Hundreds of U.S. troops are now living at the border in a muddy camp with nothing to do

Army engineers have built facilities to accommodate a long-term deployment

DONNA, Texas — It's been unseasonable cold, and wet, at this site of a new U.S. base camp that's now home to several hundred active-duty U.S. Army soldiers. They’re part of the more than 5,000 troops Donald Trump deployed to the U.S.-Mexico border ahead of the midterms to ward off the so-called caravan of migrants headed north from Central America. It's a huge taxpayer expense — estimated cost: $200 million — but the troops have virtually nothing to do.


Here at Base Camp Donna, 10 miles east of McAllen, Army engineers have built facilities to accommodate a long-term deployment: It now has hot showers, laundry facilities, and a kitchen to produce two hot meals a day. The medical tent is outfitted for handling all manner of injuries, but there's been nothing much besides mosquito bites and scrapes from the concertina wire they're putting up.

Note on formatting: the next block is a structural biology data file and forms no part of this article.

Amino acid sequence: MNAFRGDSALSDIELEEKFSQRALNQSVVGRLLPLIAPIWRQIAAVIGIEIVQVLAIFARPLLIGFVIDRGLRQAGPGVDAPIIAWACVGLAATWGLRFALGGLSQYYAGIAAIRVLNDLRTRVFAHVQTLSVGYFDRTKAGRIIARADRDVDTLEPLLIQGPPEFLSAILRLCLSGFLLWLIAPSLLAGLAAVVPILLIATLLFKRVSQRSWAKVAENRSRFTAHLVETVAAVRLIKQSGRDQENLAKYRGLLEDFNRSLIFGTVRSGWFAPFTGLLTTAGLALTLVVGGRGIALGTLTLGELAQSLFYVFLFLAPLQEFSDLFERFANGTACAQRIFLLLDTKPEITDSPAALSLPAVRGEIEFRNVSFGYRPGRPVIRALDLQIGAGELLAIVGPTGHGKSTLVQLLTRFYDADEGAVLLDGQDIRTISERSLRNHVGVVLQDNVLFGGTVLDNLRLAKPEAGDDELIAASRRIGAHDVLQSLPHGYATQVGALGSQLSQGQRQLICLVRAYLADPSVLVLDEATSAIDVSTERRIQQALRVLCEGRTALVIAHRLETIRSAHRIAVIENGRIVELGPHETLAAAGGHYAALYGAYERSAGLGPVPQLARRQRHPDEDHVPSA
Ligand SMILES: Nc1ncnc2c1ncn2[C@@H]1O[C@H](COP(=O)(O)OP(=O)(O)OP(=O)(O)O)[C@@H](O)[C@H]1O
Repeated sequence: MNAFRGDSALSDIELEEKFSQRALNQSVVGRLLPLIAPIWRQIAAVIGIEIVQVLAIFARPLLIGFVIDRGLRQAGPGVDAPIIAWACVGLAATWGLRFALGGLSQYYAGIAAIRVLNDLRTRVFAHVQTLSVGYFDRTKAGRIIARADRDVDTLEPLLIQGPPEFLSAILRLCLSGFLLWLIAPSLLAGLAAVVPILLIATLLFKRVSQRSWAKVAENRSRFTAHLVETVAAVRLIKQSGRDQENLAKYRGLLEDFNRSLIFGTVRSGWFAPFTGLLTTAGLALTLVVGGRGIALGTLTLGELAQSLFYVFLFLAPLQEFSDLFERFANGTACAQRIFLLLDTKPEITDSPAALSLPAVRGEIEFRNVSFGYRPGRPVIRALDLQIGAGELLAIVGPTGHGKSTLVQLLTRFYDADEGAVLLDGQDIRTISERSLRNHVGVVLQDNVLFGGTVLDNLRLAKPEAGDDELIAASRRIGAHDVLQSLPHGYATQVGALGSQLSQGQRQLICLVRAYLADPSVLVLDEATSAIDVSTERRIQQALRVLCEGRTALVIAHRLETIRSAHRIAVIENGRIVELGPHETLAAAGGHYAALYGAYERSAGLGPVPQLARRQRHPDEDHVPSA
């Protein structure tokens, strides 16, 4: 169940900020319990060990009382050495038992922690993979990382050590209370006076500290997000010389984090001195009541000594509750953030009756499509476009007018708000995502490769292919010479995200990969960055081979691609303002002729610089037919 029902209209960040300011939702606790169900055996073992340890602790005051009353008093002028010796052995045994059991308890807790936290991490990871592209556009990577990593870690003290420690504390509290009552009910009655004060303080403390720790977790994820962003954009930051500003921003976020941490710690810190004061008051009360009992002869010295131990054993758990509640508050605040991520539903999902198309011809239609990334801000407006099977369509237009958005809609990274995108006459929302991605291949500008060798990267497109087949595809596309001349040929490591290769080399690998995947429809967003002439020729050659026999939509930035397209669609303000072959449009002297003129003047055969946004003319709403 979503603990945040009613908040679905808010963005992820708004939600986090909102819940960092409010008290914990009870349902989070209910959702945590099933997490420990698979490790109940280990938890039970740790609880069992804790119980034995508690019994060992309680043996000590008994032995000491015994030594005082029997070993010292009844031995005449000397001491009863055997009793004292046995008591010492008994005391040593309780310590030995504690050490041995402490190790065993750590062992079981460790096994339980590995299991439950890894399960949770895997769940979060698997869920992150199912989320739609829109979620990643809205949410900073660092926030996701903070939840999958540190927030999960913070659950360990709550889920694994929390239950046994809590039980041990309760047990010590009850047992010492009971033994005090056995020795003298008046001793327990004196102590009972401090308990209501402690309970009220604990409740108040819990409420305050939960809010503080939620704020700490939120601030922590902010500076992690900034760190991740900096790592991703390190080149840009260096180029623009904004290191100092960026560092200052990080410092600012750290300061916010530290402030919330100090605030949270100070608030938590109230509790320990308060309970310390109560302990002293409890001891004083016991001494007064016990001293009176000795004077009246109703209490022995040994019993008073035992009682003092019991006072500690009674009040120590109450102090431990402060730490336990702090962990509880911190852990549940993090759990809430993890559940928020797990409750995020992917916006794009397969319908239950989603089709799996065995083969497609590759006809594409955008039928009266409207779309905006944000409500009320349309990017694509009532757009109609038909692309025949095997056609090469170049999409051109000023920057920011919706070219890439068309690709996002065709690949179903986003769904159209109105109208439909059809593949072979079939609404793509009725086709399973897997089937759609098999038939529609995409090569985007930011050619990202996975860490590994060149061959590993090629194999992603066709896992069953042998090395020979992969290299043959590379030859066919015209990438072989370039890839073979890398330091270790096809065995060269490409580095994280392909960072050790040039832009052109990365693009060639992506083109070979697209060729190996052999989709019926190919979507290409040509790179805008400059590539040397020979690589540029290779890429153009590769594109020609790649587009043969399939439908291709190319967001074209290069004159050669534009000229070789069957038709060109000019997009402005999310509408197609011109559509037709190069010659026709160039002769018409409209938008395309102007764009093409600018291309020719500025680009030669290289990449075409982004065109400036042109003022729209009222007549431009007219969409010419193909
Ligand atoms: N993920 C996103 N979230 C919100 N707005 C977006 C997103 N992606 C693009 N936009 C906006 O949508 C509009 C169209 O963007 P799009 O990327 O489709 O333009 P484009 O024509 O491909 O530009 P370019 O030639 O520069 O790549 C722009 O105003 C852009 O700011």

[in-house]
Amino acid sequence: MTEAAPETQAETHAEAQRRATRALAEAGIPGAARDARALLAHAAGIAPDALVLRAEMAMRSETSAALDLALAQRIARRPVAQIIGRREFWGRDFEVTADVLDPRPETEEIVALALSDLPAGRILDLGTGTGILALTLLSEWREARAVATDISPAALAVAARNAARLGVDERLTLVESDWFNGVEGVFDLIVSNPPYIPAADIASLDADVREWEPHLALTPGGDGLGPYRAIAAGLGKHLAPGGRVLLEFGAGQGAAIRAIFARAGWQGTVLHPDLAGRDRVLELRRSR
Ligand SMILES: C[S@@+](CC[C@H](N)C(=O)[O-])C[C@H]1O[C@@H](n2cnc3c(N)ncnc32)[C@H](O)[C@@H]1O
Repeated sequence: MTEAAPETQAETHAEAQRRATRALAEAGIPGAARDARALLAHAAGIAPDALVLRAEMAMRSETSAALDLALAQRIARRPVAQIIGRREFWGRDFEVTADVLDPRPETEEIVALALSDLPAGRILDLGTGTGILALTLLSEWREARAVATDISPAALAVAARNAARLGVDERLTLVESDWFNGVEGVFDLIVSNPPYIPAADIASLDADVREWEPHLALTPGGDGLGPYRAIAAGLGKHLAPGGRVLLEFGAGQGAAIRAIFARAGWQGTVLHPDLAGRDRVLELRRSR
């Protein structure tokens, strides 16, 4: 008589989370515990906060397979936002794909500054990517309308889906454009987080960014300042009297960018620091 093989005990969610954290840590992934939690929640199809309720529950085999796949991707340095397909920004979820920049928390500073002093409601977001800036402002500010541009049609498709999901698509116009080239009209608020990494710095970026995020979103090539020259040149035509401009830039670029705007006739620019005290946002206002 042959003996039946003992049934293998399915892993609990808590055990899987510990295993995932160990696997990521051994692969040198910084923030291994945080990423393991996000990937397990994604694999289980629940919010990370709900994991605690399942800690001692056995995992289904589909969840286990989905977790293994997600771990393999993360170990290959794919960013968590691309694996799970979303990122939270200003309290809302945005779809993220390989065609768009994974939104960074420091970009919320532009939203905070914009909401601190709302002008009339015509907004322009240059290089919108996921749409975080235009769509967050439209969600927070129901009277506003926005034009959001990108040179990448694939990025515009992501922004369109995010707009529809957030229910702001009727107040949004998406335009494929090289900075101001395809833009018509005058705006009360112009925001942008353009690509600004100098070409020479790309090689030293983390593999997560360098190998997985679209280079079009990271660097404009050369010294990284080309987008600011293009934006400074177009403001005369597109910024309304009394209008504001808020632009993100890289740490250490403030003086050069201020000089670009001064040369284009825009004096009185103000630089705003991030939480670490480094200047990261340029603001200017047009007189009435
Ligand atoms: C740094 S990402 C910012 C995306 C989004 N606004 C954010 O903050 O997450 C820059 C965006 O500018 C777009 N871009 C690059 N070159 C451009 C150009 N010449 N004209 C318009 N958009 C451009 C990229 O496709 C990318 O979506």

Many of the soldiers here have served in Afghanistan and Iraq, except here, there’s no enemy to fight and no immediate action needed. The migrant caravan they're supposed to be responding to is weeks away and headed to Tijuana, 1,500 miles to the West. The only concrete mission the troops have engaged in so far is “hardening” parts of the border with the spiked wire.

When that’s done, said Major Derek Wamsley, a public affairs officer at the base, “we move back here and wait for the next request from Customs and Border Protection.”

This segment originally aired November 12, 2018 on VICE News Tonight on HBO.